Although Paul is reminding the Christians in Corinth of their commitment to take up a collection for the believers in Jerusalem, he also takes this opportunity to remind them of the principles of Christian giving.
We should give sacrificially [8:2]. Paul writes about the amazing generosity of the Christians in Macedonia who gave so bountifully but out of their poverty. Many years ago I was ministering in a wealthy church in Indonesia and was amazed at the size of the Sunday offering. I mentioned it to the pastor, and have never forgotten his response. He said, “Don’t look at how much people give, but how much they keep back for themselves!”
One day Jesus watched a poor widow put two coins into the Temple treasury “I tell you the truth,” Jesus said, “this poor widow has given more than all the rest of them. For they have given a tiny part of their surplus, but she, poor as she is, has given everything she has” [Luke 21:3-4 NLT].
Some years ago a church in Croydon held a special “first-fruits” offering. People would bring their gift in an envelope to the front of the church where an elder would receive it and pray for the person giving their offering. One lady brought her offering, and later when the envelope was opened we discovered just two pence. This woman’s offering puzzled the elders. A week later the same woman called by the church and gave a gift to the church of £100. She explained that the two pence was the last money she had and that she had been unsuccessful in getting one of the many jobs she had applied for. After giving her two pence first fruits of offering she had received a telephone call and was offered a job. The £100 was the first money she had earned and she wanted to give it in total to the Lord.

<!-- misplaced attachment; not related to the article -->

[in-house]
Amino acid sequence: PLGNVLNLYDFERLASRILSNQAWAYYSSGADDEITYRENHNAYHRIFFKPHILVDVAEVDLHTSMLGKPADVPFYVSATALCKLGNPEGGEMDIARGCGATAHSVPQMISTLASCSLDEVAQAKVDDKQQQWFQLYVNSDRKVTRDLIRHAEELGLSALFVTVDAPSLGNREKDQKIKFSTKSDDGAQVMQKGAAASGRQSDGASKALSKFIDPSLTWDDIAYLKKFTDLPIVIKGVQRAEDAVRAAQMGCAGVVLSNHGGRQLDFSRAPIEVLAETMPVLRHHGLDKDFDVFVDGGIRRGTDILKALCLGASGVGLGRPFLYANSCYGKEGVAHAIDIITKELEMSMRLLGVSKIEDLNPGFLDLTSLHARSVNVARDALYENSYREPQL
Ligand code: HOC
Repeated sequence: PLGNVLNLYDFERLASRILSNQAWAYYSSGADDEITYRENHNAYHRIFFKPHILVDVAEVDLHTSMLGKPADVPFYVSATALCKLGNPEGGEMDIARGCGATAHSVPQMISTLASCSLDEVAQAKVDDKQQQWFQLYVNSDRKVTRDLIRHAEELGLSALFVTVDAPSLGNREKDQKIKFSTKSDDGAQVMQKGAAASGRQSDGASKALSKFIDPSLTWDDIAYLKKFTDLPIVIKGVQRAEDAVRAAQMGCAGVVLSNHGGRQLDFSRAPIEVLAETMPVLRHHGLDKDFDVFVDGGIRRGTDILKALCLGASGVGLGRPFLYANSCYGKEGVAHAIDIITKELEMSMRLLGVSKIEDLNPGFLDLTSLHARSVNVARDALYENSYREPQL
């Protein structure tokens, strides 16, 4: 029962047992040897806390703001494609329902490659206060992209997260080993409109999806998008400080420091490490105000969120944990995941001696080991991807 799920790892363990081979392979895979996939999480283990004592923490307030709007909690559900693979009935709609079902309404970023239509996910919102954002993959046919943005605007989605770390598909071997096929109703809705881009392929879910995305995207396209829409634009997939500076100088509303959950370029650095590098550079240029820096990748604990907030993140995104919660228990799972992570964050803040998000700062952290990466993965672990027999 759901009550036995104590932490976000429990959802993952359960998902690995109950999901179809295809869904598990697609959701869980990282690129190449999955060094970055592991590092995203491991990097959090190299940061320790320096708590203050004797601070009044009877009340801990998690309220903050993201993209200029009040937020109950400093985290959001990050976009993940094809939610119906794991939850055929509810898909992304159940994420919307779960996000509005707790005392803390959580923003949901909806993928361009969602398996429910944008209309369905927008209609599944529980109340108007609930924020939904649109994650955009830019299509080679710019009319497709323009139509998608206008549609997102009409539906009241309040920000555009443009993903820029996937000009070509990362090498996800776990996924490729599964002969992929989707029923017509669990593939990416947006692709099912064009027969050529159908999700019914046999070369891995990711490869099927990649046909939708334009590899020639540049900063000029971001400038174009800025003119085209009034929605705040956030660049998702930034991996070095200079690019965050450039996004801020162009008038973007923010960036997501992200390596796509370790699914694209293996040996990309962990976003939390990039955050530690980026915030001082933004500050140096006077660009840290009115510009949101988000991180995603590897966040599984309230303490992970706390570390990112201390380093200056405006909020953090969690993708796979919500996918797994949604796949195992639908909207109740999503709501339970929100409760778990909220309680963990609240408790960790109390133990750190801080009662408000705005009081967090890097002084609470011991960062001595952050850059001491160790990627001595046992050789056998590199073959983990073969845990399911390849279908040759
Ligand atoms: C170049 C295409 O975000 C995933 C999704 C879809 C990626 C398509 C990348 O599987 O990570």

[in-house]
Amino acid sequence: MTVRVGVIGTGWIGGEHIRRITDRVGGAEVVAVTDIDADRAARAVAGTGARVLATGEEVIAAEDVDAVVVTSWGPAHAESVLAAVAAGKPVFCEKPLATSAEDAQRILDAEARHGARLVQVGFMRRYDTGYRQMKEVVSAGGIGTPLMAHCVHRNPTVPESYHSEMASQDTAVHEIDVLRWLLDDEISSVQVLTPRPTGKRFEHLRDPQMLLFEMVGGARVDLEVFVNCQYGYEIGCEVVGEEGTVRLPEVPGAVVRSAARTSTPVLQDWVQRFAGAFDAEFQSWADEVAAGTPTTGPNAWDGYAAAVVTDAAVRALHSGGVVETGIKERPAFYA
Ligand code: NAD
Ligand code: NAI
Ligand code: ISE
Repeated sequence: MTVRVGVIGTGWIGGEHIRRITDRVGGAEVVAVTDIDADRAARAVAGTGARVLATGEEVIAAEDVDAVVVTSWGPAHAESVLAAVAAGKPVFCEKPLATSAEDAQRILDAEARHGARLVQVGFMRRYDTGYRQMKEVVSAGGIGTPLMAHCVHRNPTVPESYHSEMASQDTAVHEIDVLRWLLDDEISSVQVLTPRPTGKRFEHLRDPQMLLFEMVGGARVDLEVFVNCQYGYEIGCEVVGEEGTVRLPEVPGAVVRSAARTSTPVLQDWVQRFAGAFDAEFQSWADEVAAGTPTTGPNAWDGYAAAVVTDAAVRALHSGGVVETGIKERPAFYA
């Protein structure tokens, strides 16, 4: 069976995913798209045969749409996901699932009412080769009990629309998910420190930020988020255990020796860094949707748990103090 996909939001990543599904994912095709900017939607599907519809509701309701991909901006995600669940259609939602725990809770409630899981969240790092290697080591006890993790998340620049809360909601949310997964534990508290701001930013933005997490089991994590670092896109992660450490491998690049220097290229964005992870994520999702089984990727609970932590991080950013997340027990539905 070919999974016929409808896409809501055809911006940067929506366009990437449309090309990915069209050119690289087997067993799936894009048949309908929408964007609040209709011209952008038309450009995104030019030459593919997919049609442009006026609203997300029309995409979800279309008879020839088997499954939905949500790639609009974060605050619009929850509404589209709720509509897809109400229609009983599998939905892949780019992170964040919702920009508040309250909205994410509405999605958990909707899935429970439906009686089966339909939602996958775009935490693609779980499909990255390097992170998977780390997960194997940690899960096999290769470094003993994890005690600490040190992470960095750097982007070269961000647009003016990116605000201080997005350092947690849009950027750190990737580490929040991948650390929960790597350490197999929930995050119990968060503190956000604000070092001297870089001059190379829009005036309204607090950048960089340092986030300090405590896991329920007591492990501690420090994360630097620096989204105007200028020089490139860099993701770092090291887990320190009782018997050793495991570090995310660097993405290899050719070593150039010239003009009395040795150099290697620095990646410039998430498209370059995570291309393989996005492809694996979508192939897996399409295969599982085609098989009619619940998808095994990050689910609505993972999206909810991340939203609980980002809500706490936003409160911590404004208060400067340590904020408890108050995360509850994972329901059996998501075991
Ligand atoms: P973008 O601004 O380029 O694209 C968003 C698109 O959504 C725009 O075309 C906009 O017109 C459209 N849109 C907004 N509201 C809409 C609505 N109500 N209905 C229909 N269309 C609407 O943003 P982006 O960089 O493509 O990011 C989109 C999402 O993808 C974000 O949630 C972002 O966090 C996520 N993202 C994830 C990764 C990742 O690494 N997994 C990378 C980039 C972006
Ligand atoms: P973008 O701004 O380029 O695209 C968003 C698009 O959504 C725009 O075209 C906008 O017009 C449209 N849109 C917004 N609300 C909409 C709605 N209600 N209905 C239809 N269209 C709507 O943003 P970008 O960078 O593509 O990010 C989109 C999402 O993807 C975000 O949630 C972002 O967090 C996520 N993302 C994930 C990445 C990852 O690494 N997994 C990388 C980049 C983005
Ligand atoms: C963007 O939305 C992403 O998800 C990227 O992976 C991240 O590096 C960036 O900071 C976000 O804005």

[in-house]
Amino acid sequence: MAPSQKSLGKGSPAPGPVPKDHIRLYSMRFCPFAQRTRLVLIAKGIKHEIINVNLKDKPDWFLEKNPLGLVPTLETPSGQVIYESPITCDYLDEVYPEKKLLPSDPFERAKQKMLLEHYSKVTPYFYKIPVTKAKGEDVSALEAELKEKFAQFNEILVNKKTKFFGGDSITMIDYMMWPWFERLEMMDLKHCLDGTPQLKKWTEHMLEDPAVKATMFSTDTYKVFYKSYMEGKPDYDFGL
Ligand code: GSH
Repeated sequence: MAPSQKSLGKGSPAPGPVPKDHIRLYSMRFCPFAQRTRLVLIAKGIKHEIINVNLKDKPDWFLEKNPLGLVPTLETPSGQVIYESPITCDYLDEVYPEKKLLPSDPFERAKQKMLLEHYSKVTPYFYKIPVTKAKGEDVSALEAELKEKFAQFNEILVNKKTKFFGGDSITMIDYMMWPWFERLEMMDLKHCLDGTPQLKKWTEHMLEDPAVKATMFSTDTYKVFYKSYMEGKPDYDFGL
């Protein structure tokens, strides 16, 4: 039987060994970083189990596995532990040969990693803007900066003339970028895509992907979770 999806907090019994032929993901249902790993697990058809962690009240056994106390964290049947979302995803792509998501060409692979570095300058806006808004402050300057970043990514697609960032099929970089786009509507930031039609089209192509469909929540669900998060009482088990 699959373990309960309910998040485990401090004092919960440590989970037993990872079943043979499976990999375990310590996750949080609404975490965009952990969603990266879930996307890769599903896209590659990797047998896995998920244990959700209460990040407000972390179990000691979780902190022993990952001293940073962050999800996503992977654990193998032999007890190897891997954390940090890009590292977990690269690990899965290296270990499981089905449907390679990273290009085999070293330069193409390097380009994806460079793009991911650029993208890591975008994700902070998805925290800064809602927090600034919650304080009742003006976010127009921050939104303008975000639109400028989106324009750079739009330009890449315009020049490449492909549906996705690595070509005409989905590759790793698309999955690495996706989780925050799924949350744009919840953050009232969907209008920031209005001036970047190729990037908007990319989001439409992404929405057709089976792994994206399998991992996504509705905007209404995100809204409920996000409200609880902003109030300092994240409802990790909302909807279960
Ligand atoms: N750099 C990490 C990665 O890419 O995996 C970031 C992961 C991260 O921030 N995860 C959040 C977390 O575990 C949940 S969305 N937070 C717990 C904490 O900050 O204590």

King David wanted to buy a piece of land on which to build an altar to the Lord. Araunah the Jebusite offered David his land, the animals for the sacrifice and the wood to build the altar as a gift. He said to David, “I will give it all to you, Your Majesty, and may the LORD your God accept your sacrifice.”
But the king replied to Araunah, “No, I insist on buying it, for I will not present burnt offerings to the LORD my God that have cost me nothing.” So David paid him fifty pieces of silver for the threshing floor and the oxen [2 Samuel 24:23-24].
Why do you think that David was so insistent on not giving to the Lord that which had cost him nothing?
What do you think of the statement, “God is not so much concerned with what you give to Him as to the spirit in which you give it?”
Why is giving such an important part of the Christian life?
Have you ever given something to the Lord that was really costly to you?
What did you experience as a result of giving that offering to the Lord?